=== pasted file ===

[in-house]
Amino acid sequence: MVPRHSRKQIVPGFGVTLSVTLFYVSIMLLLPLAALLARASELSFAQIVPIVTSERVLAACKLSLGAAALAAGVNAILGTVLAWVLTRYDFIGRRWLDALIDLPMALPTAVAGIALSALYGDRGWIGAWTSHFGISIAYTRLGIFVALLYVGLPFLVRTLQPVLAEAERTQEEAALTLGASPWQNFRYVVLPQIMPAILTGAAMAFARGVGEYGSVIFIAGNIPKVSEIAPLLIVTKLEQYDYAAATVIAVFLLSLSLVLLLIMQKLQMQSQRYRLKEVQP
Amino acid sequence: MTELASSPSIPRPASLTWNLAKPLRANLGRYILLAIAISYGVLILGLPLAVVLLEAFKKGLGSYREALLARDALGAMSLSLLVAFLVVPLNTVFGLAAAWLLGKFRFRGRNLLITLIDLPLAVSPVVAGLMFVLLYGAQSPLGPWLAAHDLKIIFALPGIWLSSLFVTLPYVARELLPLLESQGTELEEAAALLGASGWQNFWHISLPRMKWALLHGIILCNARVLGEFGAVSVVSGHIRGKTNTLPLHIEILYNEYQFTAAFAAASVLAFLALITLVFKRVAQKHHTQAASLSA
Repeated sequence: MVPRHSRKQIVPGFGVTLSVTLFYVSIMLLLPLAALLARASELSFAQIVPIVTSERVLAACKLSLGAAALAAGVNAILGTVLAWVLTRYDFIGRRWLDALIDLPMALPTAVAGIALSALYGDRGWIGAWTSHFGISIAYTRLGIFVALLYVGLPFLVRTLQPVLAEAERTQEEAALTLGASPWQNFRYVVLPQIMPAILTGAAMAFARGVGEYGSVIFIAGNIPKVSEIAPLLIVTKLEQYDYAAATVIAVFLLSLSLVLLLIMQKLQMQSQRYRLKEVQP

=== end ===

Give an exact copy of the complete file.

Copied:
[in-house]
Amino acid sequence: MVPRHSRKQIVPGFGVTLSVTLFYVSIMLLLPLAALLARASELSFAQIVPIVTSERVLAACKLSLGAAALAAGVNAILGTVLAWVLTRYDFIGRRWLDALIDLPMALPTAVAGIALSALYGDRGWIGAWTSHFGISIAYTRLGIFVALLYVGLPFLVRTLQPVLAEAERTQEEAALTLGASPWQNFRYVVLPQIMPAILTGAAMAFARGVGEYGSVIFIAGNIPKVSEIAPLLIVTKLEQYDYAAATVIAVFLLSLSLVLLLIMQKLQMQSQRYRLKEVQP
Amino acid sequence: MTELASSPSIPRPASLTWNLAKPLRANLGRYILLAIAISYGVLILGLPLAVVLLEAFKKGLGSYREALLARDALGAMSLSLLVAFLVVPLNTVFGLAAAWLLGKFRFRGRNLLITLIDLPLAVSPVVAGLMFVLLYGAQSPLGPWLAAHDLKIIFALPGIWLSSLFVTLPYVARELLPLLESQGTELEEAAALLGASGWQNFWHISLPRMKWALLHGIILCNARVLGEFGAVSVVSGHIRGKTNTLPLHIEILYNEYQFTAAFAAASVLAFLALITLVFKRVAQKHHTQAASLSA
Repeated sequence: MVPRHSRKQIVPGFGVTLSVTLFYVSIMLLLPLAALLARASELSFAQIVPIVTSERVLAACKLSLGAAALAAGVNAILGTVLAWVLTRYDFIGRRWLDALIDLPMALPTAVAGIALSALYGDRGWIGAWTSHFGISIAYTRLGIFVALLYVGLPFLVRTLQPVLAEAERTQEEAALTLGASPWQNFRYVVLPQIMPAILTGAAMAFARGVGEYGSVIFIAGNIPKVSEIAPLLIVTKLEQYDYAAATVIAVFLLSLSLVLLLIMQKLQMQSQRYRLKEVQP